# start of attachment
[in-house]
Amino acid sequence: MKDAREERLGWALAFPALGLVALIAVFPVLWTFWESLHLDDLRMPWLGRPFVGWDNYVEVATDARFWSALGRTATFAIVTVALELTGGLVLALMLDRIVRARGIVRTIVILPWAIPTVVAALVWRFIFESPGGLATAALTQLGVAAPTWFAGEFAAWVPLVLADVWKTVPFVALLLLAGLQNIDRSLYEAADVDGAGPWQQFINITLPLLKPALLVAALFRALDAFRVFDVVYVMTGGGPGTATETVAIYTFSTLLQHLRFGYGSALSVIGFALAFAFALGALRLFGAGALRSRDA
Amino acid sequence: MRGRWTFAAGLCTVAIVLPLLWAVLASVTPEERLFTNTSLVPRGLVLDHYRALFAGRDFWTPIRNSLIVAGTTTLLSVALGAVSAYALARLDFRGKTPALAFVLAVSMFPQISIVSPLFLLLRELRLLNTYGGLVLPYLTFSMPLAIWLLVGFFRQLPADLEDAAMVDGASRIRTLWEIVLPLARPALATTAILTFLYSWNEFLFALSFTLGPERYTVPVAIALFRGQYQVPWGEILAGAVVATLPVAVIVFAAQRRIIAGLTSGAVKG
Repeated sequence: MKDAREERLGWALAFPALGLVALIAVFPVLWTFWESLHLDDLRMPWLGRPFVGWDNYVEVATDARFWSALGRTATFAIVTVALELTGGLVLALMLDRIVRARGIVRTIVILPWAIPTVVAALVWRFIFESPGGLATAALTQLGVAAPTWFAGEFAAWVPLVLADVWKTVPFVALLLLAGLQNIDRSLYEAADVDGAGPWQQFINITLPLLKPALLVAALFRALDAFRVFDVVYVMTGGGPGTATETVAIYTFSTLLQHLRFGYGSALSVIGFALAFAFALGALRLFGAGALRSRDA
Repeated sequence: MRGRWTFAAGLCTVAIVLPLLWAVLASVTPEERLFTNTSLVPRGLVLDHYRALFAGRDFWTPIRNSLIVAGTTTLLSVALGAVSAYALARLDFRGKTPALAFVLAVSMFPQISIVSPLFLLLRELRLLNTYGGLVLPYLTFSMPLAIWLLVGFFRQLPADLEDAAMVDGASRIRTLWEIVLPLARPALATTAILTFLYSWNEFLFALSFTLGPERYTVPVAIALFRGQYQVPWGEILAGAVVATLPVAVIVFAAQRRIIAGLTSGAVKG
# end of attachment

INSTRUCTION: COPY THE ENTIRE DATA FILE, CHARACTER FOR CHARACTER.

[in-house]
Amino acid sequence: MKDAREERLGWALAFPALGLVALIAVFPVLWTFWESLHLDDLRMPWLGRPFVGWDNYVEVATDARFWSALGRTATFAIVTVALELTGGLVLALMLDRIVRARGIVRTIVILPWAIPTVVAALVWRFIFESPGGLATAALTQLGVAAPTWFAGEFAAWVPLVLADVWKTVPFVALLLLAGLQNIDRSLYEAADVDGAGPWQQFINITLPLLKPALLVAALFRALDAFRVFDVVYVMTGGGPGTATETVAIYTFSTLLQHLRFGYGSALSVIGFALAFAFALGALRLFGAGALRSRDA
Amino acid sequence: MRGRWTFAAGLCTVAIVLPLLWAVLASVTPEERLFTNTSLVPRGLVLDHYRALFAGRDFWTPIRNSLIVAGTTTLLSVALGAVSAYALARLDFRGKTPALAFVLAVSMFPQISIVSPLFLLLRELRLLNTYGGLVLPYLTFSMPLAIWLLVGFFRQLPADLEDAAMVDGASRIRTLWEIVLPLARPALATTAILTFLYSWNEFLFALSFTLGPERYTVPVAIALFRGQYQVPWGEILAGAVVATLPVAVIVFAAQRRIIAGLTSGAVKG
Repeated sequence: MKDAREERLGWALAFPALGLVALIAVFPVLWTFWESLHLDDLRMPWLGRPFVGWDNYVEVATDARFWSALGRTATFAIVTVALELTGGLVLALMLDRIVRARGIVRTIVILPWAIPTVVAALVWRFIFESPGGLATAALTQLGVAAPTWFAGEFAAWVPLVLADVWKTVPFVALLLLAGLQNIDRSLYEAADVDGAGPWQQFINITLPLLKPALLVAALFRALDAFRVFDVVYVMTGGGPGTATETVAIYTFSTLLQHLRFGYGSALSVIGFALAFAFALGALRLFGAGALRSRDA
Repeated sequence: MRGRWTFAAGLCTVAIVLPLLWAVLASVTPEERLFTNTSLVPRGLVLDHYRALFAGRDFWTPIRNSLIVAGTTTLLSVALGAVSAYALARLDFRGKTPALAFVLAVSMFPQISIVSPLFLLLRELRLLNTYGGLVLPYLTFSMPLAIWLLVGFFRQLPADLEDAAMVDGASRIRTLWEIVLPLARPALATTAILTFLYSWNEFLFALSFTLGPERYTVPVAIALFRGQYQVPWGEILAGAVVATLPVAVIVFAAQRRIIAGLTSGAVKG